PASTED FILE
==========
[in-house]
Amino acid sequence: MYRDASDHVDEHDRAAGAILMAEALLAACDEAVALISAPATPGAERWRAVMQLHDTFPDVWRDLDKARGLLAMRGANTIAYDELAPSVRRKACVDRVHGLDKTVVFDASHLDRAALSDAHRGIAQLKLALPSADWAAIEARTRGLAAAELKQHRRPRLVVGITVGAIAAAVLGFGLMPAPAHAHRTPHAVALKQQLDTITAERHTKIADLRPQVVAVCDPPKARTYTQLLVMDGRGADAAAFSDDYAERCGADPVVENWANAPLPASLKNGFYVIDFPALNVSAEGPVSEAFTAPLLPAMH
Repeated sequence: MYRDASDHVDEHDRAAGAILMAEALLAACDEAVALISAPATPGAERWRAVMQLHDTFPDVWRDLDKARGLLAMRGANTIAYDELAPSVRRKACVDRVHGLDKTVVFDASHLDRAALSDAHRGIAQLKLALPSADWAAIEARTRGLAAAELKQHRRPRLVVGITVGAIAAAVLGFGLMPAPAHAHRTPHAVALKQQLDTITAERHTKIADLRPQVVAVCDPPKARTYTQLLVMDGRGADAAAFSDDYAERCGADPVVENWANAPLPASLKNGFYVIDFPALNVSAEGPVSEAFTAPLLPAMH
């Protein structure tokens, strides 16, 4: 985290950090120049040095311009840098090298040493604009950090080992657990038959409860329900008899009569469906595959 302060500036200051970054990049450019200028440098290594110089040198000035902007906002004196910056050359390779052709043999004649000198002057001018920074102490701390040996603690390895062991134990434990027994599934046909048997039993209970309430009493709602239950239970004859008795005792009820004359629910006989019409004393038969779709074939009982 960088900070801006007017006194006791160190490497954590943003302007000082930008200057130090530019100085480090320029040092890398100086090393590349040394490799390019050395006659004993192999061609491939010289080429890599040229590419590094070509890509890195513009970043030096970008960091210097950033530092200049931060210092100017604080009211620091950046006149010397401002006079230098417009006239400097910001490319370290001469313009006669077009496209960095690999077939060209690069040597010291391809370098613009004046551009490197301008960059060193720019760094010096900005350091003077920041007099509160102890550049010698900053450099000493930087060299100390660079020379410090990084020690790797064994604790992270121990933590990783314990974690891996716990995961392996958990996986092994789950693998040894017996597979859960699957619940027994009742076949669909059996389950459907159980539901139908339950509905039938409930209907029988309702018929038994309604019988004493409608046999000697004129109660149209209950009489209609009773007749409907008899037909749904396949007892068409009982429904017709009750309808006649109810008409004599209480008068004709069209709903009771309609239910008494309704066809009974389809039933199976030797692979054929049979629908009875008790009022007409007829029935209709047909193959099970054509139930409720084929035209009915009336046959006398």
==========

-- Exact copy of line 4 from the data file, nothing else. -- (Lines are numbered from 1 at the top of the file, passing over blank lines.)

């Protein structure tokens, strides 16, 4: 985290950090120049040095311009840098090298040493604009950090080992657990038959409860329900008899009569469906595959 302060500036200051970054990049450019200028440098290594110089040198000035902007906002004196910056050359390779052709043999004649000198002057001018920074102490701390040996603690390895062991134990434990027994599934046909048997039993209970309430009493709602239950239970004859008795005792009820004359629910006989019409004393038969779709074939009982 960088900070801006007017006194006791160190490497954590943003302007000082930008200057130090530019100085480090320029040092890398100086090393590349040394490799390019050395006659004993192999061609491939010289080429890599040229590419590094070509890509890195513009970043030096970008960091210097950033530092200049931060210092100017604080009211620091950046006149010397401002006079230098417009006239400097910001490319370290001469313009006669077009496209960095690999077939060209690069040597010291391809370098613009004046551009490197301008960059060193720019760094010096900005350091003077920041007099509160102890550049010698900053450099000493930087060299100390660079020379410090990084020690790797064994604790992270121990933590990783314990974690891996716990995961392996958990996986092994789950693998040894017996597979859960699957619940027994009742076949669909059996389950459907159980539901139908339950509905039938409930209907029988309702018929038994309604019988004493409608046999000697004129109660149209209950009489209609009773007749409907008899037909749904396949007892068409009982429904017709009750309808006649109810008409004599209480008068004709069209709903009771309609239910008494309704066809009974389809039933199976030797692979054929049979629908009875008790009022007409007829029935209709047909193959099970054509139930409720084929035209009915009336046959006398």